Figure 6. River Discharge Colorado River, U.S.. Rivers are part of overland flow in the water cycle and an important surface water resource. Source: Gonzo fan2007 at Wikimedia Commons.
Figure 7. Mountain Glacier in Argentina Glaciers are the largest reservoir of fresh water but they are not used much as a water resource directly by society because of their distance from most people. Source: Luca Galuzzi – www.galuzzi.it
Although most people in the world use surface water, groundwater is a much larger reservoir of usable fresh water, containing more than 30 times more water than rivers and lakes combined. Groundwater is a particularly important resource in arid climates, where surface water may be scarce. In addition, groundwater is the primary water source for rural homeowners, providing 98% of that water demand in the U.S.. Groundwater is water located in small spaces, called pore space, between mineral grains and fractures in subsurface earth materials (rock or sediment). Most groundwater originates from rain or snowmelt, which infiltrates the ground and moves downward until it reaches the saturated zone (where groundwater completely fills pore spaces in earth materials).
Other sources of groundwater include seepage from surface water (lakes, rivers, reservoirs, and swamps), surface water deliberately pumped into the ground, irrigation, and underground wastewater treatment systems (septic tanks). Recharge areas are locations where surface water infiltrates the ground rather than running into rivers or evaporating. Wetlands, for example, are excellent recharge areas. A large area of sub-surface, porous rock that holds water is an aquifer. Aquifers are commonly drilled, and wells installed, to provide water for agriculture and personal use.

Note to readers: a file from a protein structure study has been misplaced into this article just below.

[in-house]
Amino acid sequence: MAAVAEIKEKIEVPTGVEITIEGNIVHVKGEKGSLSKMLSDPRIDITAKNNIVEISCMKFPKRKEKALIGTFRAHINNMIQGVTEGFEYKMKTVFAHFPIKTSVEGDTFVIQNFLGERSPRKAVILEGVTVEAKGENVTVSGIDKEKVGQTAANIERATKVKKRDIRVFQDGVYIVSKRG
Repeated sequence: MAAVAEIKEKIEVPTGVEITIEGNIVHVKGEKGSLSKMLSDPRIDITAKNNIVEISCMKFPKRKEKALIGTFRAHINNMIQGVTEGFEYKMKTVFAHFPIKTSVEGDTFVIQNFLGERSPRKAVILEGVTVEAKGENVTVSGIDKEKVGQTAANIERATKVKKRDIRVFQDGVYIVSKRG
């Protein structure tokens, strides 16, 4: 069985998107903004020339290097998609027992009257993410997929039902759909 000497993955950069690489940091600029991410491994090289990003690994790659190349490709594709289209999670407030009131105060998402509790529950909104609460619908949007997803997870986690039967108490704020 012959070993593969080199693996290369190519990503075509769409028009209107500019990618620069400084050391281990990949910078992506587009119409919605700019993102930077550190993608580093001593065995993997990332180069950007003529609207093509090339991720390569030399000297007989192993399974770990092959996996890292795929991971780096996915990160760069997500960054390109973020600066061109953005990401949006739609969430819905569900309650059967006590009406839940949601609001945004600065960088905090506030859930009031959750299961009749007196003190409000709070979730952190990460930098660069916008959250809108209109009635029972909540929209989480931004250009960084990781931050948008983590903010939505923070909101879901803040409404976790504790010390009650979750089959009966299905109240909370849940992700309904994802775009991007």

Water Use in the U.S. and World
People need water, oftentimes large quantities, to produce the food, energy, and mineral resources they use. Consider, for example, these approximate water requirements for some things people in the developed world use every day: one tomato = 3 gallons; one kilowatt-hour of electricity from a thermoelectric power plant = 21 gallons; one loaf of bread = 150 gallons; one pound of beef = 1,600 gallons; and one ton of steel = 63,000 gallons. Human beings require only about 1 gallon per day to survive, but a typical person in a U.S. household uses approximately 100 gallons per day, which includes cooking, washing dishes and clothes, flushing the toilet, and bathing. The water demand of an area is a function of the population and other uses of water.
Figure 8. Trends in Total Water Withdrawals by Water-use Category, 1950-2005 Trends in total water withdrawals in the U.S. from 1950 to 2005 by water use category, including bars for thermoelectric power, irrigation, public water supply, and rural domestic and livestock. Thin blue line represents total water withdrawals using vertical scale on right. Source: United States Geological Survey
Figure 9. Trends in Source of Fresh Water Withdrawals in the U.S. from 1950 to 2005 Trends in source of fresh water withdrawals in the U.S. from 1950 to 2005, including bars for surface water, groundwater, and total water. Red line gives U.S. population using vertical scale on right. Source: United States Geological Survey
Global total water use is steadily increasing at a rate greater than world population growth (Figure 10). During the 20th century global population tripled and water demand grew by a factor of six. The increase in global water demand beyond the rate of population growth is due to improved standard of living without an offset by water conservation. Increased production of goods and energy entails a large increase in water demand. The major global water uses are irrigation (68%), public supply (21%), and industry (11%).
Figure 10. Trends in World Water Use from 1900 to 2000 and Projected to 2025 For each water major use category, including trends for agriculture, domestic use, and industry. Darker colored bar represents total water extracted for that use category and lighter colored bar represents water consumed (i.e., water that is not quickly returned to surface water or groundwater system) for that use category. Source: Igor A. Shiklomanow, State Hydrological Institute (SHI, St. Petersburg) and United Nations Educational, Scientific and Cultural Organisation (UNESCO, Paris), 1999